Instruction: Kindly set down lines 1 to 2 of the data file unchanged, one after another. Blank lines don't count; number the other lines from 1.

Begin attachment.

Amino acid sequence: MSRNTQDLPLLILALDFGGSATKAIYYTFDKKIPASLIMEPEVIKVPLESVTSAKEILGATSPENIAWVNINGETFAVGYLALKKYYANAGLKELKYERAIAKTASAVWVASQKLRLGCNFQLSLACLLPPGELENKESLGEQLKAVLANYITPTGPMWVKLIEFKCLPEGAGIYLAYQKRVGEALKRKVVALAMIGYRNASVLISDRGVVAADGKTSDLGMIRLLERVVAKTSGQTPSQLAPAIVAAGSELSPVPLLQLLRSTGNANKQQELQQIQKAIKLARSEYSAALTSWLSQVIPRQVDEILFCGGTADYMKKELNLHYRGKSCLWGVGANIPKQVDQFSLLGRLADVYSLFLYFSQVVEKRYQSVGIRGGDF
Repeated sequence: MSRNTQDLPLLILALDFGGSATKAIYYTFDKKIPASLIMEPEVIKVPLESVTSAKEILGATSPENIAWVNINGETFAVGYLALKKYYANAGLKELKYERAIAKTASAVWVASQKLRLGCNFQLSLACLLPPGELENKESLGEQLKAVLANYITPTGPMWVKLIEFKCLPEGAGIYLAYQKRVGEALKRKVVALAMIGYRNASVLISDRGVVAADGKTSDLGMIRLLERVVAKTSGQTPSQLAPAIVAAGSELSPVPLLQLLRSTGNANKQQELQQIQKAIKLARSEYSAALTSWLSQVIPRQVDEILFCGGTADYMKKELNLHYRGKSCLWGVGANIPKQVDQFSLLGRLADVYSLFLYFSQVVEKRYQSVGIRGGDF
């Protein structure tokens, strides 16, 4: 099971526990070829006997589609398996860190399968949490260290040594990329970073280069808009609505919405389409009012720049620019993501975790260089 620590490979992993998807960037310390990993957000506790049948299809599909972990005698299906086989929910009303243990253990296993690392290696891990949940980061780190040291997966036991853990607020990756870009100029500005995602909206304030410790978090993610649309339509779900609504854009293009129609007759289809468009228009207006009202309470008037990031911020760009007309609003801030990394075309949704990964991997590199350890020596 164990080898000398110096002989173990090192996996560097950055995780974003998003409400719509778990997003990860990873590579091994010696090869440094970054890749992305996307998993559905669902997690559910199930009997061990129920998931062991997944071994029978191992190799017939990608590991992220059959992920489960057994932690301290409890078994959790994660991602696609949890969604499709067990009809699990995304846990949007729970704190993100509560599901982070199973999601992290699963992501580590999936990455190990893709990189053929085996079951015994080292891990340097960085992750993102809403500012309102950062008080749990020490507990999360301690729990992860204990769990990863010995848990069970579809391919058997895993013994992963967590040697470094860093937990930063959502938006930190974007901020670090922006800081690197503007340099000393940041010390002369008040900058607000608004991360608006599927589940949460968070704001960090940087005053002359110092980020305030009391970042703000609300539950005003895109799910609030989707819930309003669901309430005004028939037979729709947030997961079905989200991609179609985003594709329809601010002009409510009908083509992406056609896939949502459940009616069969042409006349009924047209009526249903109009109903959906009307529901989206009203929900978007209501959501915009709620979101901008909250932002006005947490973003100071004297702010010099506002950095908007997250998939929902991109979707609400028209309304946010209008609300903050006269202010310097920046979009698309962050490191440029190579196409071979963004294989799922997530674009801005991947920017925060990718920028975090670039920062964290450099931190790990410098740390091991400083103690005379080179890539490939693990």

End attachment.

Amino acid sequence: MSRNTQDLPLLILALDFGGSATKAIYYTFDKKIPASLIMEPEVIKVPLESVTSAKEILGATSPENIAWVNINGETFAVGYLALKKYYANAGLKELKYERAIAKTASAVWVASQKLRLGCNFQLSLACLLPPGELENKESLGEQLKAVLANYITPTGPMWVKLIEFKCLPEGAGIYLAYQKRVGEALKRKVVALAMIGYRNASVLISDRGVVAADGKTSDLGMIRLLERVVAKTSGQTPSQLAPAIVAAGSELSPVPLLQLLRSTGNANKQQELQQIQKAIKLARSEYSAALTSWLSQVIPRQVDEILFCGGTADYMKKELNLHYRGKSCLWGVGANIPKQVDQFSLLGRLADVYSLFLYFSQVVEKRYQSVGIRGGDF
Repeated sequence: MSRNTQDLPLLILALDFGGSATKAIYYTFDKKIPASLIMEPEVIKVPLESVTSAKEILGATSPENIAWVNINGETFAVGYLALKKYYANAGLKELKYERAIAKTASAVWVASQKLRLGCNFQLSLACLLPPGELENKESLGEQLKAVLANYITPTGPMWVKLIEFKCLPEGAGIYLAYQKRVGEALKRKVVALAMIGYRNASVLISDRGVVAADGKTSDLGMIRLLERVVAKTSGQTPSQLAPAIVAAGSELSPVPLLQLLRSTGNANKQQELQQIQKAIKLARSEYSAALTSWLSQVIPRQVDEILFCGGTADYMKKELNLHYRGKSCLWGVGANIPKQVDQFSLLGRLADVYSLFLYFSQVVEKRYQSVGIRGGDF